Release Date: March 15, 2016
Publisher: Dutton Books for Young Readers
Age Group: Young Adult
Source: ARC provided by publisher for review consideration
Hermione Winters is captain of her cheerleading team, and in tiny Palermo Heights, this doesn’t mean what you think it means. At PHHS, the cheerleaders don’t cheer for the sports teams; they are the sports team—the pride and joy of a tiny town. The team’s summer training camp is Hermione’s last and marks the beginning of the end of…she’s not sure what. She does know this season could make her a legend. But during a camp party, someone slips something in her drink. And it all goes black.
In every class, there’s a star cheerleader and pariah pregnant girl. They’re never supposed to be the same person. Hermione struggles to regain the control she’s always had and faces a wrenching decision about how to move on. The assault wasn’t the beginning of Hermione Winter’s story and she’s not going to let it be the end. She won’t be anyone’s cautionary tale.
Tell Me More: The first thing you should know about this book is that it’s definitely not Veronica Mars. That doesn’t mean it isn’t as compelling or powerful as the popular TV series. You won’t find an snarky teen detective in Exit, Pursued by a Bear, but a girl who deals with her rape and subsequent pregnancy as best she can, and an author who is hyper-focused on giving her character the platform and space she needs. It’s trust that pays off.
Hermione Winters is precisely the kind of teen girl I wanted to be when I was a teen girl. She’s not perfect, but she is driven and determined, and she’s confident in her accomplishments. When she is drugged and raped at cheerleading camp, she is given time and space to come to terms with what has happened to her. There is a remarkable amount of compassion afforded to Hermione by many of the characters in the book, remarkable because we don’t often see that in the real world. Hermione’s best friend, family, and coach circle the wagons around her and don’t falter once.
The boys in this novel are much less interesting than the women, with Hermione’s father the only exception. The pastor of her church comes close, but we aren’t given a lot of time with him. I didn’t feel that that was necessary, however, because Hermione’s relationships with her mother, friends, and coach are what sustains the story’s emotional core. Her rape is never dismissed or turned into a way of shaming her. The women of this novel are emotional and strong and compassionate and incredibly courageous. They help Hermione through tough days and through quiet days. They do what they can to help Hermione work through a horrifying violation, because they love and care for Hermione.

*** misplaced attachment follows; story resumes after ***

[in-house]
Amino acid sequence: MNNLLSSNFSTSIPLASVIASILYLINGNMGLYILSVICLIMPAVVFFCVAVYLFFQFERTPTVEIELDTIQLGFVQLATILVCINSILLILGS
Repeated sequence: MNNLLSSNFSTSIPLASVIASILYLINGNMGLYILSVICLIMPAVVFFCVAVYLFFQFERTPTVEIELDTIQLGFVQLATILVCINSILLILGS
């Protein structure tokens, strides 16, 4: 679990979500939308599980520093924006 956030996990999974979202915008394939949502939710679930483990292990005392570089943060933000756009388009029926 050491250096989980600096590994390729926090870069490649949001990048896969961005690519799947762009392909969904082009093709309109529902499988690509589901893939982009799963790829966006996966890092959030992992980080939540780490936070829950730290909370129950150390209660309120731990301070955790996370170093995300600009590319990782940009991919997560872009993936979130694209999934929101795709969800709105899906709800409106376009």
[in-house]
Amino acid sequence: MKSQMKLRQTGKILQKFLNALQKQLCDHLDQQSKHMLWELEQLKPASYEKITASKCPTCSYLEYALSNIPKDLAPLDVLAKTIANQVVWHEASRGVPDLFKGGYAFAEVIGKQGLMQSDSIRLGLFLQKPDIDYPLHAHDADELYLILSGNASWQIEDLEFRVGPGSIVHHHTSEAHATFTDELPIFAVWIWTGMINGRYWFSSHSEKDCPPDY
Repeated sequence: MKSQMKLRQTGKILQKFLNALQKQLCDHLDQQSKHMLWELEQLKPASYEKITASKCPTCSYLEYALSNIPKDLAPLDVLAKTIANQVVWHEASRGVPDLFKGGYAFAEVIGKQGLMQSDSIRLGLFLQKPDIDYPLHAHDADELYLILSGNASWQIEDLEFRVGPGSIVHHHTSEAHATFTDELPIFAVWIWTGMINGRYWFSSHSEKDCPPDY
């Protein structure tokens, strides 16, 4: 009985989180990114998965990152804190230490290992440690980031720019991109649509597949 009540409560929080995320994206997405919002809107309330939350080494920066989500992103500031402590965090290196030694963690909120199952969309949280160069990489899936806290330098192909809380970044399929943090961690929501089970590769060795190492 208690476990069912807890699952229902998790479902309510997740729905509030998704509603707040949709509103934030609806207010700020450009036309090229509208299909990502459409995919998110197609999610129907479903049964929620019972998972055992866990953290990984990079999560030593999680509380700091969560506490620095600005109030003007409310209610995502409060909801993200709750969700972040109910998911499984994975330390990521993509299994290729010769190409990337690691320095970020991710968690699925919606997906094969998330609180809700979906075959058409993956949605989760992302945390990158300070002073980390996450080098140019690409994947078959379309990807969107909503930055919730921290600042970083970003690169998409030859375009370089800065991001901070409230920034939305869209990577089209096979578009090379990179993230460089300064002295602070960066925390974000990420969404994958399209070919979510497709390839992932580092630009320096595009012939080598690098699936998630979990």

Rape is a difficult topic to discuss without an immense amount of care and consideration, and YA novels don’t always succeed. Add in unwanted pregnancy and abortion, and you’ve got a myriad of ways things can go badly. Johnston doesn’t push, but she does make it clear where she stands: Hermione is, was, and always should be the one to control her life. Hermione’s choices are important and vital. Rape took a choice from her, but it does not destroy her or her life. Here, the commitment and support that’s given to her is so important to the story. It reinforces Hermione’s agency, and her right to make choices for herself.
The cover of Exit, Pursued by a Bear places that idea front and center for the reader to see. A cheerleader takes to the air, her physical strength and confidence clear even as she flips upside down. Hands reach for her, ready to cradle if she needs it and fortify her if she doesn’t. It’s a brilliant illustration of the story Johnston’s created, and the kind of world we should be building for our girls.
Check back next Tuesday for an interview with E.K. Johnston herself!
E.K. Johnston had several jobs and one vocation before she became a published writer. If she’s learned anything, it’s that things turn out weird sometimes, and there’s not a lot you can do about it. Well, that and how to muscle through awkward fanfic because it’s about a pairing she likes.